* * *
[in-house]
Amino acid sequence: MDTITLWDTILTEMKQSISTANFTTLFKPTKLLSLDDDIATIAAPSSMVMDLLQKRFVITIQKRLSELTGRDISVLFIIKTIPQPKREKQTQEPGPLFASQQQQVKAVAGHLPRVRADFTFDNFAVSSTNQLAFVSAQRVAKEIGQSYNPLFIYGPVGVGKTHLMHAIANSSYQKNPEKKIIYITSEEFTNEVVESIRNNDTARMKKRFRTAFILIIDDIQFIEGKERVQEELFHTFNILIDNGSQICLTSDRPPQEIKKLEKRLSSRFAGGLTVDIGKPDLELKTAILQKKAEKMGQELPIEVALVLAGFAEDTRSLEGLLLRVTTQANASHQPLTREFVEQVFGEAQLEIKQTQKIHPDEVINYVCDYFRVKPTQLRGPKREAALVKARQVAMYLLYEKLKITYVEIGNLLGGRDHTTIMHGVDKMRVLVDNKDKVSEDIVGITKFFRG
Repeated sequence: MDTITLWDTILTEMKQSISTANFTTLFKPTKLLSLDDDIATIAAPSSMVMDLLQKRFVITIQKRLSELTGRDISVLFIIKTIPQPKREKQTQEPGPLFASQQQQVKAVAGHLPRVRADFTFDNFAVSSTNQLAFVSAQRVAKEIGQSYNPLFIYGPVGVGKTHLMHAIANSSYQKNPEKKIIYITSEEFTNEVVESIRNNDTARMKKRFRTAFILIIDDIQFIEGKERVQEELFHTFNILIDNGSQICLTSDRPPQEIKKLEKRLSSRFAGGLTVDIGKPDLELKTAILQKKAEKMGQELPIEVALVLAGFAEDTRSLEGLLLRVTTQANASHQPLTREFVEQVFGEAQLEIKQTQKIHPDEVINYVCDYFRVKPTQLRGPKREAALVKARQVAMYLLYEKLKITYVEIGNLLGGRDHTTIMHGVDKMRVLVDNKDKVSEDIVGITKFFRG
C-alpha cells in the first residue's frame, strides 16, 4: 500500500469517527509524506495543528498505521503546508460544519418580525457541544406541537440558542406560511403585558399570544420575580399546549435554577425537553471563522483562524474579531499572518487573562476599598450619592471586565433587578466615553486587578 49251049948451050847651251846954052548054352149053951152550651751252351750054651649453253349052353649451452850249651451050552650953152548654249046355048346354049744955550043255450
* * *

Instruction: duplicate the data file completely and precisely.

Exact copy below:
[in-house]
Amino acid sequence: MDTITLWDTILTEMKQSISTANFTTLFKPTKLLSLDDDIATIAAPSSMVMDLLQKRFVITIQKRLSELTGRDISVLFIIKTIPQPKREKQTQEPGPLFASQQQQVKAVAGHLPRVRADFTFDNFAVSSTNQLAFVSAQRVAKEIGQSYNPLFIYGPVGVGKTHLMHAIANSSYQKNPEKKIIYITSEEFTNEVVESIRNNDTARMKKRFRTAFILIIDDIQFIEGKERVQEELFHTFNILIDNGSQICLTSDRPPQEIKKLEKRLSSRFAGGLTVDIGKPDLELKTAILQKKAEKMGQELPIEVALVLAGFAEDTRSLEGLLLRVTTQANASHQPLTREFVEQVFGEAQLEIKQTQKIHPDEVINYVCDYFRVKPTQLRGPKREAALVKARQVAMYLLYEKLKITYVEIGNLLGGRDHTTIMHGVDKMRVLVDNKDKVSEDIVGITKFFRG
Repeated sequence: MDTITLWDTILTEMKQSISTANFTTLFKPTKLLSLDDDIATIAAPSSMVMDLLQKRFVITIQKRLSELTGRDISVLFIIKTIPQPKREKQTQEPGPLFASQQQQVKAVAGHLPRVRADFTFDNFAVSSTNQLAFVSAQRVAKEIGQSYNPLFIYGPVGVGKTHLMHAIANSSYQKNPEKKIIYITSEEFTNEVVESIRNNDTARMKKRFRTAFILIIDDIQFIEGKERVQEELFHTFNILIDNGSQICLTSDRPPQEIKKLEKRLSSRFAGGLTVDIGKPDLELKTAILQKKAEKMGQELPIEVALVLAGFAEDTRSLEGLLLRVTTQANASHQPLTREFVEQVFGEAQLEIKQTQKIHPDEVINYVCDYFRVKPTQLRGPKREAALVKARQVAMYLLYEKLKITYVEIGNLLGGRDHTTIMHGVDKMRVLVDNKDKVSEDIVGITKFFRG
C-alpha cells in the first residue's frame, strides 16, 4: 500500500469517527509524506495543528498505521503546508460544519418580525457541544406541537440558542406560511403585558399570544420575580399546549435554577425537553471563522483562524474579531499572518487573562476599598450619592471586565433587578466615553486587578 49251049948451050847651251846954052548054352149053951152550651751252351750054651649453253349052353649451452850249651451050552650953152548654249046355048346354049744955550043255450